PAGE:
Figure 2.

BN82685 inhibits cell cycle progression. A, exponentially growing HeLa cells were treated with BN82685 for 24 h. Cells were then harvested and subjected to flow cytometry analysis of their DNA content after propidium iodide staining. Data were collected on a BD FACSCalibur and analyzed using the Modfit software (Verity Software). B and C, HeLa cells were synchronized in G1 phase by a double thymidine block protocol then either treated immediately (B) or released for 8 h (C) to progress in G2 phase before the addition of BN82685. Cells synchronized (Syn.) in G1 (B) or G2 (C) were treated for 10 h with the indicated concentration of BN82685 or DMSO. Cells were then harvested and subjected to flow cytometry analysis of their DNA content after propidium iodide staining. Data were collected and analyzed as in A. Asyn., control asynchronous untreated cells.

Figure 2.

BN82685 inhibits cell cycle progression. A, exponentially growing HeLa cells were treated with BN82685 for 24 h. Cells were then harvested and subjected to flow cytometry analysis of their DNA content after propidium iodide staining. Data were collected on a BD FACSCalibur and analyzed using the Modfit software (Verity Software). B and C, HeLa cells were synchronized in G1 phase by a double thymidine block protocol then either treated immediately (B) or released for 8 h (C) to progress in G2 phase before the addition of BN82685. Cells synchronized (Syn.) in G1 (B) or G2 (C) were treated for 10 h with the indicated concentration of BN82685 or DMSO. Cells were then harvested and subjected to flow cytometry analysis of their DNA content after propidium iodide staining. Data were collected and analyzed as in A. Asyn., control asynchronous untreated cells.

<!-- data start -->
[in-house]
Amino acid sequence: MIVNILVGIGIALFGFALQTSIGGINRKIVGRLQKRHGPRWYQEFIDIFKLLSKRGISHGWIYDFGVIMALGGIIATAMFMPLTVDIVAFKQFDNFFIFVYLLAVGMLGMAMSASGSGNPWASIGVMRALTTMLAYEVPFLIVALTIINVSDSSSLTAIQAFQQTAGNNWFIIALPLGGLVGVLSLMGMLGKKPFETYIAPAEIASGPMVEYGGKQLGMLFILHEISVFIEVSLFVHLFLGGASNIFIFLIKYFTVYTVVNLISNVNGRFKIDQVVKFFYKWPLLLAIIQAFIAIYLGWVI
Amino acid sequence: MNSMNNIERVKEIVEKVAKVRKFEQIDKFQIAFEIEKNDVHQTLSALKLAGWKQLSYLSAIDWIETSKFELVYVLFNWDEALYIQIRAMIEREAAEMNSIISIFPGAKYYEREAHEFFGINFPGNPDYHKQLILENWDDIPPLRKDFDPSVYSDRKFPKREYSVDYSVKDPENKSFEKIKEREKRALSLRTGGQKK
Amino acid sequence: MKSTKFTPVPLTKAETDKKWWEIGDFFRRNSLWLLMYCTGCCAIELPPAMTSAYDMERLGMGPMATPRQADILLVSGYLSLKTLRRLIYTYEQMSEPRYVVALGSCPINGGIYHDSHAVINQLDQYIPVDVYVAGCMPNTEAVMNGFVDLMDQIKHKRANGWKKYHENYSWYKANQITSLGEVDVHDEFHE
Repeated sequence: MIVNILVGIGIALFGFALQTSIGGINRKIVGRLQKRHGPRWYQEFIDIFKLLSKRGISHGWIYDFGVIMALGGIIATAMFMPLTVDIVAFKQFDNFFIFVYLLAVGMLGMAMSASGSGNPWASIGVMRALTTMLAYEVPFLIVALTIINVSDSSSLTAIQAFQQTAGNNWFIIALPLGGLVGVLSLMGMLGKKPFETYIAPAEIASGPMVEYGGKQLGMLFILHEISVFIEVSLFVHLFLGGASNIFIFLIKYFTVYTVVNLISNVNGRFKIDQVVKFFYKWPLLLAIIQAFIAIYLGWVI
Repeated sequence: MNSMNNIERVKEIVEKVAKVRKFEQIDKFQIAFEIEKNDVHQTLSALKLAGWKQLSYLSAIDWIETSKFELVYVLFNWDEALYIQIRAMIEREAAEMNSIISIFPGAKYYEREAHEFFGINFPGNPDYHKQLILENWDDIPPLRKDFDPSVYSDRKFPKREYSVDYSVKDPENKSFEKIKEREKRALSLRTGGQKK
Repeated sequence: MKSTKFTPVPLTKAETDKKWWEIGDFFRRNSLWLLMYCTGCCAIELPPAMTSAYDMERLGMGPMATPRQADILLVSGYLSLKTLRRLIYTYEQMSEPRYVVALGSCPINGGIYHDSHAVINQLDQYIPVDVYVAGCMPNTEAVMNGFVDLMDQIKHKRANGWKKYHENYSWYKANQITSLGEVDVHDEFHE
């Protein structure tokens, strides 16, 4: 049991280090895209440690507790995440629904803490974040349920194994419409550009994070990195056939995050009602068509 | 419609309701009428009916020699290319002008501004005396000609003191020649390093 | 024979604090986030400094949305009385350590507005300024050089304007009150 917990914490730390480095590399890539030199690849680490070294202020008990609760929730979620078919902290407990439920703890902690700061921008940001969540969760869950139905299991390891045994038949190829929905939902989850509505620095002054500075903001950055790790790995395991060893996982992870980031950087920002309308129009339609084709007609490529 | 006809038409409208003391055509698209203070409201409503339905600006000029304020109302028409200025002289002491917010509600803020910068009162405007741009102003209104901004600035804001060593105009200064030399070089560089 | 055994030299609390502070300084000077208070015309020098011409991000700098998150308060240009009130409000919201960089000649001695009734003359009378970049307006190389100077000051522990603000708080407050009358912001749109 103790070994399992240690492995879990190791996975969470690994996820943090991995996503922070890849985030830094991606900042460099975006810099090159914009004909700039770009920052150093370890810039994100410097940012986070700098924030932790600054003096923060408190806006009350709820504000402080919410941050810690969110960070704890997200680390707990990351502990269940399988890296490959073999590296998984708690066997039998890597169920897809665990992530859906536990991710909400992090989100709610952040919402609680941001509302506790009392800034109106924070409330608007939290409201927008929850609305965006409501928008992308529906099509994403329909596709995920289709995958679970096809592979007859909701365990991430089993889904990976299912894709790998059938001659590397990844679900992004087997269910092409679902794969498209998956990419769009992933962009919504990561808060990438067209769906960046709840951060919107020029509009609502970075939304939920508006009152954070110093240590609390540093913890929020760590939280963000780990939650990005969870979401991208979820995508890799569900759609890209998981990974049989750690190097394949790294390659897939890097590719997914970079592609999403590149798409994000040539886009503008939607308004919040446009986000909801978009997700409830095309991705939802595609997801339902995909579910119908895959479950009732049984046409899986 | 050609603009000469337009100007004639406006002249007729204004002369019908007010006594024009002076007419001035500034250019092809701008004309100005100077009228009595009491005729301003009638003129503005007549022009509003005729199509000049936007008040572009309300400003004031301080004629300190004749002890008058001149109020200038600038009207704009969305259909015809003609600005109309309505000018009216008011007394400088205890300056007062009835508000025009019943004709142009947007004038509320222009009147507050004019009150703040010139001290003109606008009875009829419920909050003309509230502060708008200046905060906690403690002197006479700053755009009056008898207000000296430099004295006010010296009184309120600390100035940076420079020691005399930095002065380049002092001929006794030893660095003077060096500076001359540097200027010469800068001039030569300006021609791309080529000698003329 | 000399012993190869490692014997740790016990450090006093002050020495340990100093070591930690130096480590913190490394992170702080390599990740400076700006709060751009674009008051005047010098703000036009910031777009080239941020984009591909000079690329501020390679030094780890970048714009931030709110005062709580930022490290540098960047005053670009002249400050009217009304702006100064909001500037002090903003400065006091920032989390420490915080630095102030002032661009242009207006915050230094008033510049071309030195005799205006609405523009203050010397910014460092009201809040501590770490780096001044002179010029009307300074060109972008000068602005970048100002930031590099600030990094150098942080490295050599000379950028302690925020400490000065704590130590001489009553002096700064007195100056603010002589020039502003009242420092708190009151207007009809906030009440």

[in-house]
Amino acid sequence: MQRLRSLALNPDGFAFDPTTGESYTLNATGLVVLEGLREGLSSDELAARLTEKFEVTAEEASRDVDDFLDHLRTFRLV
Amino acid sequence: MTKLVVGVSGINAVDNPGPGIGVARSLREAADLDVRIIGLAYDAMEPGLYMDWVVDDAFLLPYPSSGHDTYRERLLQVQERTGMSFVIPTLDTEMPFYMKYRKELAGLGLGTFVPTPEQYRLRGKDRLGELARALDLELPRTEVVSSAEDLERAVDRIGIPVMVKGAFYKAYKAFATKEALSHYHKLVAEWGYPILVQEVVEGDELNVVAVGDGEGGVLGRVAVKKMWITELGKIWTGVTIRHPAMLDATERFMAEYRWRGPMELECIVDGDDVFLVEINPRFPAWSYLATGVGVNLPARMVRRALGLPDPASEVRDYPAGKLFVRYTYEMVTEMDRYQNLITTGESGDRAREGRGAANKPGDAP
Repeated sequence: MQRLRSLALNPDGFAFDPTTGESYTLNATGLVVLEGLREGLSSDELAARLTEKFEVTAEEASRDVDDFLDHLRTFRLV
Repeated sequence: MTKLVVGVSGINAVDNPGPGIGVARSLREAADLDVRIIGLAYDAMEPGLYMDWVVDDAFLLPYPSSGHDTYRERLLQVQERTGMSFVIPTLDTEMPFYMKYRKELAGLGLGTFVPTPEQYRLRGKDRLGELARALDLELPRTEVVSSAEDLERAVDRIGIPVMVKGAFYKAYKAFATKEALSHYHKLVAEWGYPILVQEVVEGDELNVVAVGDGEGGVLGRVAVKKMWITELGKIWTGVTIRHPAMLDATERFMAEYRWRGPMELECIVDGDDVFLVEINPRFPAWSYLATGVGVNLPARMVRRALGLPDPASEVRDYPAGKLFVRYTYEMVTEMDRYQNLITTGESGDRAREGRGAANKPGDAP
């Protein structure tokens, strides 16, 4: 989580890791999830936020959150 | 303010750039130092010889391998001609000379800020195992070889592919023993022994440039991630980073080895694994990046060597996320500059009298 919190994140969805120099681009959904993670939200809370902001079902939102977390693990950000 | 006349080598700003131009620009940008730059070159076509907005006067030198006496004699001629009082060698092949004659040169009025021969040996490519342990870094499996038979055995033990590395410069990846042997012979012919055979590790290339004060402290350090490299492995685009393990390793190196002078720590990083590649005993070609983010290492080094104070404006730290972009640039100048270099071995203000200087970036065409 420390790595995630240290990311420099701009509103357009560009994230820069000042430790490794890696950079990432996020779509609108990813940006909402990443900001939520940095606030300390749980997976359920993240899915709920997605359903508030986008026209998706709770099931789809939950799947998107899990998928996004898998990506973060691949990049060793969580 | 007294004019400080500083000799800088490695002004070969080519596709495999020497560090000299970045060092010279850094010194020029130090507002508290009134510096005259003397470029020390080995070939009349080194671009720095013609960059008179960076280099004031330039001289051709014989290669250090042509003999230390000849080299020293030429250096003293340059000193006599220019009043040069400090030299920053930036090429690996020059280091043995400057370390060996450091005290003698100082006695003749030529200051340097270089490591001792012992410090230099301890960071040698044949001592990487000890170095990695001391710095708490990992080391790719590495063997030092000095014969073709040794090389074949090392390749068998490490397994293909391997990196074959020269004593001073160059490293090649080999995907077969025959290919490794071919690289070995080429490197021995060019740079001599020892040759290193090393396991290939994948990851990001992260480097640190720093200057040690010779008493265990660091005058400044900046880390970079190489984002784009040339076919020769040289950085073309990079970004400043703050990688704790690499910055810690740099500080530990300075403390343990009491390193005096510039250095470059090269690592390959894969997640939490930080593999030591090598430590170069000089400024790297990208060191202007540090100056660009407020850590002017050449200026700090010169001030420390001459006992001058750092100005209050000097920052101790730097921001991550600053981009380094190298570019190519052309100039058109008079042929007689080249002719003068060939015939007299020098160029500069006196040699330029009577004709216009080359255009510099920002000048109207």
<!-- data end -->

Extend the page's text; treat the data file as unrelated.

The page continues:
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To analyze the effect of BN82685 on cell cycle progression in more detail, we made use of HeLa cells that were synchronized in late G1 phase by double thymidine block and release. As shown in Fig. 2B, after the double thymidine block, these cells were fully synchronized with about 80% of the population displaying a G1 phase DNA content. Ten hours after release, most of the control cells treated with DMSO alone were in G2 phase (80%). Cells that were treated with increasing concentrations of BN82685 in G1 phase were delayed in their progression into S phase and remained blocked in G1 when high concentrations of BN82685 were used. When HeLa cells were treated with BN82685 in G2 phase (i.e., 10 hours after synchronization; Fig. 2C), those that had been treated with the highest concentrations of BN82685 were unable to progress through the cell cycle and remained blocked in G2 phase, whereas the control DMSO-treated cells were able to complete mitosis within 10 hours and to undergo the following cell cycle. These experiments indicate that BN82685 is able to delay progression at various stages of the cell cycle including G1-S and G2-M transition.